Sinopec stake sale signals move to privatise state-owned enterprises
More state company sell-offs will be discussed at this week's key government summit, officials say
The mainland's decision to sell a stake in a subsidiary of Sinopec signals more privatisation of its bloated state-owned sector will take place soon, with plans likely to be discussed at this week's parliamentary session, officials and experts said.
Sinopec, Asia's biggest oil refiner, said on February 20 that it would sell up to 30 per cent of its marketing arm, which owns more than 30,000 petrol stations, in a multibillion-dollar asset restructuring.
It was China's first announcement of a major restructuring since President Xi Jinping unveiled sweeping reforms of the economy at a Communist Party conclave last November.
He promised to encourage more private participation in state-owned enterprises (SOEs), which include some of the world's largest companies.
"Reform towards fully mixed ownership will increase, in such areas as petroleum and petrochemicals, power and telecommunications," said Zhang Chunxiao, an adviser at the State-Owned Assets Supervision and Administration Commission (Sasac).
Sasac is a ministerial-level body run by China's cabinet and is directly responsible for 113 state-owned companies, including Sinopec, four giant banks, oil giants PetroChina and CNOOC, and China Mobile.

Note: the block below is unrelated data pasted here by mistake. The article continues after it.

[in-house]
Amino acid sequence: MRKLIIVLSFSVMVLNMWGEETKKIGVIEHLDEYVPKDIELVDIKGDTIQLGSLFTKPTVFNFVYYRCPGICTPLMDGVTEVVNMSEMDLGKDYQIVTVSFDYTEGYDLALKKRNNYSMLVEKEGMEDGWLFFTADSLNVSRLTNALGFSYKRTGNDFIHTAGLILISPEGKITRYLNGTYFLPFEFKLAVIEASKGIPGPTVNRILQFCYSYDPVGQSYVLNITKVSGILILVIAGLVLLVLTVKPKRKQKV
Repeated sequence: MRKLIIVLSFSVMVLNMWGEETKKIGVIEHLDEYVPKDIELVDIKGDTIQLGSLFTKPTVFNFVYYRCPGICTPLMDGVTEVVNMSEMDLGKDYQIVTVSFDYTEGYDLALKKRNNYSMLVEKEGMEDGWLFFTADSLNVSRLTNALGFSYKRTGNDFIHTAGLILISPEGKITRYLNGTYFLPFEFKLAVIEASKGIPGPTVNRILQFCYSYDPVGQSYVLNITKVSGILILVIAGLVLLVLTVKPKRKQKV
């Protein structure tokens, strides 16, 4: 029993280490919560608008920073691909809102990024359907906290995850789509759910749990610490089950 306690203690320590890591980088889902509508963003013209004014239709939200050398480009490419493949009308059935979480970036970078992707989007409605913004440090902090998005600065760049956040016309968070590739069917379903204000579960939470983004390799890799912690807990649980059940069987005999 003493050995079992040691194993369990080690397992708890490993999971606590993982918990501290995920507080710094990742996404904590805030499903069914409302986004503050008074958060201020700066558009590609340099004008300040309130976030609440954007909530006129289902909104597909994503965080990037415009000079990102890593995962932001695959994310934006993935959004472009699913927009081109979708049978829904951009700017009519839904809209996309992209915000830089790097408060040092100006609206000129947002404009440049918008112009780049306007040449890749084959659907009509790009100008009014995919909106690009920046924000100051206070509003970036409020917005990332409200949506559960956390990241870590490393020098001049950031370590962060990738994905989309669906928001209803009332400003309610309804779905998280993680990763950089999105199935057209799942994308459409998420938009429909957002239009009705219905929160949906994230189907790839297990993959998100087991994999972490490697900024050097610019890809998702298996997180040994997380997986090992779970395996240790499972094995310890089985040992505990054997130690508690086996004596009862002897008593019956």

Beijing will, however, retain control of critical lifeline industries, including enterprises related to national security and key economic sectors - upstream energy, transport and ports - Zhang said.
Policies governing SOE restructuring and the introduction of private investment will be discussed at the annual session of China's parliament that begins today, state media reported.
Over the last 20 years, China has gradually introduced private investment and Western-style management to its SOEs and turned the country's biggest government conglomerates into firms listed on the stock market.
SOEs controlled by the central government owned 378 subsidiaries trading on global stock markets by the end of 2012. Provincial and local government firms had listed another 681 companies by the end of last year.
Critics say the sheer size and market dominance of big state firms creates a drag on the economy through vast opportunities for waste and corruption. SOEs enjoy privileged access to low-cost credit and draw more than 35 per cent of total bank loans.
Provincial and local governments, which control the majority of the mainland's more than 140,000 SOEs, are also getting in on the act. In recent weeks, local governments in several provinces, including Guangdong and Shaanxi, have said they will seek more non-state investors.
Besides making SOEs more responsive to market forces, such privatisations could help unlock enormous hidden value.
The marketing and distribution division of Sinopec accounts for nearly half of the group's annual total operating profits.
However, much more needs to be spelled out before private investors will be confident of any privatisation scheme, analysts caution. Corporate governance at state-controlled joint ventures is problematic, and management often puts national interest ahead of minority shareholders.